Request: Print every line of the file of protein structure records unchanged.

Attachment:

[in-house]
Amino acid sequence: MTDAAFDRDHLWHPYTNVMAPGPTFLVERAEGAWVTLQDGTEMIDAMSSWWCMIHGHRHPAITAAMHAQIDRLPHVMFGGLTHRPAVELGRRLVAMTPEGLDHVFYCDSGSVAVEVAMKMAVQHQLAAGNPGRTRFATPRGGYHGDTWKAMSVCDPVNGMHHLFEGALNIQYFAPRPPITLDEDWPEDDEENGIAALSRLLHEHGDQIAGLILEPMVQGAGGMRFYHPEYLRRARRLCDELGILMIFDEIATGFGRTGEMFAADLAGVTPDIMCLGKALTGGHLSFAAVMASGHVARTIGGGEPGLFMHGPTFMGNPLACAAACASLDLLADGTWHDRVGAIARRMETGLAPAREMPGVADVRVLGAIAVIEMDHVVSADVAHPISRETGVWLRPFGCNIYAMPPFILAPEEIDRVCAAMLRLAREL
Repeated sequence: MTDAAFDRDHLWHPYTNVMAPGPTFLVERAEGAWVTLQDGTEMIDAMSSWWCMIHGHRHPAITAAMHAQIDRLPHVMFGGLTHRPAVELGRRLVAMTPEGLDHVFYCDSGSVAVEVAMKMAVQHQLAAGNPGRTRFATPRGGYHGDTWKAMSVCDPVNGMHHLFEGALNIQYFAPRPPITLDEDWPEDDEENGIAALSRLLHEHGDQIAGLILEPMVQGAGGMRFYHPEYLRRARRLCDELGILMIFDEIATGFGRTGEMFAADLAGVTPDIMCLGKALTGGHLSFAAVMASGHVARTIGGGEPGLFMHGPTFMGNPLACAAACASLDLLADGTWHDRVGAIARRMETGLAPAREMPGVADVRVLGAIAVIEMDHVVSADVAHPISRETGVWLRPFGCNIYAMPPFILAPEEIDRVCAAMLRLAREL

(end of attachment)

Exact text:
[in-house]
Amino acid sequence: MTDAAFDRDHLWHPYTNVMAPGPTFLVERAEGAWVTLQDGTEMIDAMSSWWCMIHGHRHPAITAAMHAQIDRLPHVMFGGLTHRPAVELGRRLVAMTPEGLDHVFYCDSGSVAVEVAMKMAVQHQLAAGNPGRTRFATPRGGYHGDTWKAMSVCDPVNGMHHLFEGALNIQYFAPRPPITLDEDWPEDDEENGIAALSRLLHEHGDQIAGLILEPMVQGAGGMRFYHPEYLRRARRLCDELGILMIFDEIATGFGRTGEMFAADLAGVTPDIMCLGKALTGGHLSFAAVMASGHVARTIGGGEPGLFMHGPTFMGNPLACAAACASLDLLADGTWHDRVGAIARRMETGLAPAREMPGVADVRVLGAIAVIEMDHVVSADVAHPISRETGVWLRPFGCNIYAMPPFILAPEEIDRVCAAMLRLAREL
Repeated sequence: MTDAAFDRDHLWHPYTNVMAPGPTFLVERAEGAWVTLQDGTEMIDAMSSWWCMIHGHRHPAITAAMHAQIDRLPHVMFGGLTHRPAVELGRRLVAMTPEGLDHVFYCDSGSVAVEVAMKMAVQHQLAAGNPGRTRFATPRGGYHGDTWKAMSVCDPVNGMHHLFEGALNIQYFAPRPPITLDEDWPEDDEENGIAALSRLLHEHGDQIAGLILEPMVQGAGGMRFYHPEYLRRARRLCDELGILMIFDEIATGFGRTGEMFAADLAGVTPDIMCLGKALTGGHLSFAAVMASGHVARTIGGGEPGLFMHGPTFMGNPLACAAACASLDLLADGTWHDRVGAIARRMETGLAPAREMPGVADVRVLGAIAVIEMDHVVSADVAHPISRETGVWLRPFGCNIYAMPPFILAPEEIDRVCAAMLRLAREL